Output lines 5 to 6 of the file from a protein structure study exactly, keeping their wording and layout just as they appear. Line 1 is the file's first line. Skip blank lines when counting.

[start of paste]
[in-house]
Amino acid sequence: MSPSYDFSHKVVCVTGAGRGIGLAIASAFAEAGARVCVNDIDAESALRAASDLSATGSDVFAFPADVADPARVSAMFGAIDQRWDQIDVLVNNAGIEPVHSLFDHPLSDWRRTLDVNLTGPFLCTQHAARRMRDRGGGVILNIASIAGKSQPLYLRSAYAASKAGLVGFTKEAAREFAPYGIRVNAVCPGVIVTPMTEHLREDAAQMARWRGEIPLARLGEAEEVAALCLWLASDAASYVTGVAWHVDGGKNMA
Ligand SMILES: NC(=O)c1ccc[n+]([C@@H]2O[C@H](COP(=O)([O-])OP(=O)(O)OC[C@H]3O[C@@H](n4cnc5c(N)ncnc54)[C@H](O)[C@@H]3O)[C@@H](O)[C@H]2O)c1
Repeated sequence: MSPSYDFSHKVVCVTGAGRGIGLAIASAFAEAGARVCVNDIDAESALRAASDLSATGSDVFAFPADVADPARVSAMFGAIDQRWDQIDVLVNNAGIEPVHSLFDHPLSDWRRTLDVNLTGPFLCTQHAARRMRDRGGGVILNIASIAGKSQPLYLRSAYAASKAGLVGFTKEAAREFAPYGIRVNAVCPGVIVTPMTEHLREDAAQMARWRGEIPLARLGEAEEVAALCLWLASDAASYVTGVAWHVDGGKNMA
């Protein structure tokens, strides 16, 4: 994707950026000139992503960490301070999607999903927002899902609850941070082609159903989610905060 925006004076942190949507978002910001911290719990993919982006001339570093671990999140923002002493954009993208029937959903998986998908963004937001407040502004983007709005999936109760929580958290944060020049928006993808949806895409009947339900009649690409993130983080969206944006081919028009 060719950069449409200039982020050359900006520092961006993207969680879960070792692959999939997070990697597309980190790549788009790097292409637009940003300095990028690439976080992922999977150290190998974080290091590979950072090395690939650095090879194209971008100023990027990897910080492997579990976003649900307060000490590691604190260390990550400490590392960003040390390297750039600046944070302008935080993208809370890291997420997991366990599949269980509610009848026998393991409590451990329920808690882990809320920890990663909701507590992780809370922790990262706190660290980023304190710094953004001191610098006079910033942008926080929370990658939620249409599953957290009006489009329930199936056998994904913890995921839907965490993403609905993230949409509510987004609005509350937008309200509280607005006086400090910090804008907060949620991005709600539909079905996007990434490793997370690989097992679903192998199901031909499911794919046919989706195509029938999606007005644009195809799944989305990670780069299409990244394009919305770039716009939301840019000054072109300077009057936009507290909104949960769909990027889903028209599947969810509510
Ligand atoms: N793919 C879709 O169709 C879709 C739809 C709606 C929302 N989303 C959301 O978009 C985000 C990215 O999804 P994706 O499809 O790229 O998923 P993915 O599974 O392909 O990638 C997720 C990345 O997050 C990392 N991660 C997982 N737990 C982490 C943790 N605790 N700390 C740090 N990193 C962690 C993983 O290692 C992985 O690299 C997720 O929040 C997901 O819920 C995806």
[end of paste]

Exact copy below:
């Protein structure tokens, strides 16, 4: 994707950026000139992503960490301070999607999903927002899902609850941070082609159903989610905060 925006004076942190949507978002910001911290719990993919982006001339570093671990999140923002002493954009993208029937959903998986998908963004937001407040502004983007709005999936109760929580958290944060020049928006993808949806895409009947339900009649690409993130983080969206944006081919028009 060719950069449409200039982020050359900006520092961006993207969680879960070792692959999939997070990697597309980190790549788009790097292409637009940003300095990028690439976080992922999977150290190998974080290091590979950072090395690939650095090879194209971008100023990027990897910080492997579990976003649900307060000490590691604190260390990550400490590392960003040390390297750039600046944070302008935080993208809370890291997420997991366990599949269980509610009848026998393991409590451990329920808690882990809320920890990663909701507590992780809370922790990262706190660290980023304190710094953004001191610098006079910033942008926080929370990658939620249409599953957290009006489009329930199936056998994904913890995921839907965490993403609905993230949409509510987004609005509350937008309200509280607005006086400090910090804008907060949620991005709600539909079905996007990434490793997370690989097992679903192998199901031909499911794919046919989706195509029938999606007005644009195809799944989305990670780069299409990244394009919305770039716009939301840019000054072109300077009057936009507290909104949960769909990027889903028209599947969810509510
Ligand atoms: N793919 C879709 O169709 C879709 C739809 C709606 C929302 N989303 C959301 O978009 C985000 C990215 O999804 P994706 O499809 O790229 O998923 P993915 O599974 O392909 O990638 C997720 C990345 O997050 C990392 N991660 C997982 N737990 C982490 C943790 N605790 N700390 C740090 N990193 C962690 C993983 O290692 C992985 O690299 C997720 O929040 C997901 O819920 C995806």